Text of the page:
MS ZERNER:  In Years 11 and 12 you had the opportunity to undertake work experience in open employment.  Can you tell the Commission a little bit about what that meant for you?

MR SKINNER:  The work experience gave many opportunities to open doors to employment, it is about to be able to develop skills and mixed experience and explore employment for after school, so that helped me build up the confidence to be ready for work.

MS ZERNER:  Isn't it the case that in one of your work experiences that you continued to do some volunteering after you finished that work experience?


MS ZERNER:  And that volunteering was hopefully leading on to assist you with some further studies that you were doing?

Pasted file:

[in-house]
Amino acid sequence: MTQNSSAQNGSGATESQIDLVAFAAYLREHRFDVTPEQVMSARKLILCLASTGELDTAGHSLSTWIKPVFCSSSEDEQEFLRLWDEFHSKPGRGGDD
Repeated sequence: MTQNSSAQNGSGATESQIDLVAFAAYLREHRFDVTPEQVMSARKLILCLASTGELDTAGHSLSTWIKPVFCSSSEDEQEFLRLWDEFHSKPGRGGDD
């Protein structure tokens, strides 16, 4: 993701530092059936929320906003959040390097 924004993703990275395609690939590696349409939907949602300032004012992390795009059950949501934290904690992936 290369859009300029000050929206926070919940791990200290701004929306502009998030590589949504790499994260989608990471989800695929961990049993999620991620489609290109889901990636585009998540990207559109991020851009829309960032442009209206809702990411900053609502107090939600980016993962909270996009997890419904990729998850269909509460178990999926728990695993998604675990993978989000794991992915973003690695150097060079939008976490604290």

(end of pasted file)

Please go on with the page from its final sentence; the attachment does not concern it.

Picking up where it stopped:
MR SKINNER:  That's right, yes, when I was studying my community services.

MS ZERNER:  In regards to your studying, you went to TAFE, didn't you?


MS ZERNER:  Before going to TAFE, during those first Christmas holidays, you decided you wanted to get your first ever paid job, didn't you?


MS ZERNER:  That was in a bookstore?

MR SKINNER:  That's right.

MS ZERNER:  You found the job for yourself and you went for an interview?


MS ZERNER:  You told them that you were deaf.


MS ZERNER:  But you say in your statement that you were a bit scared to open up about your autism.  Why?

MR SKINNER:  Yes.  I was scared to share about my autism.

MS ZERNER:  You were 18 at the time, is that right?

MR SKINNER:  That's right.

MS ZERNER:  Being the first job, you didn't want to open up to the employer about your autism?

MR SKINNER:  That's correct, yes.

MS ZERNER:  It's the case, though, during that job, that you did have some challenges in relation to your boss and you were having some difficulties with putting books in certain places, weren't you?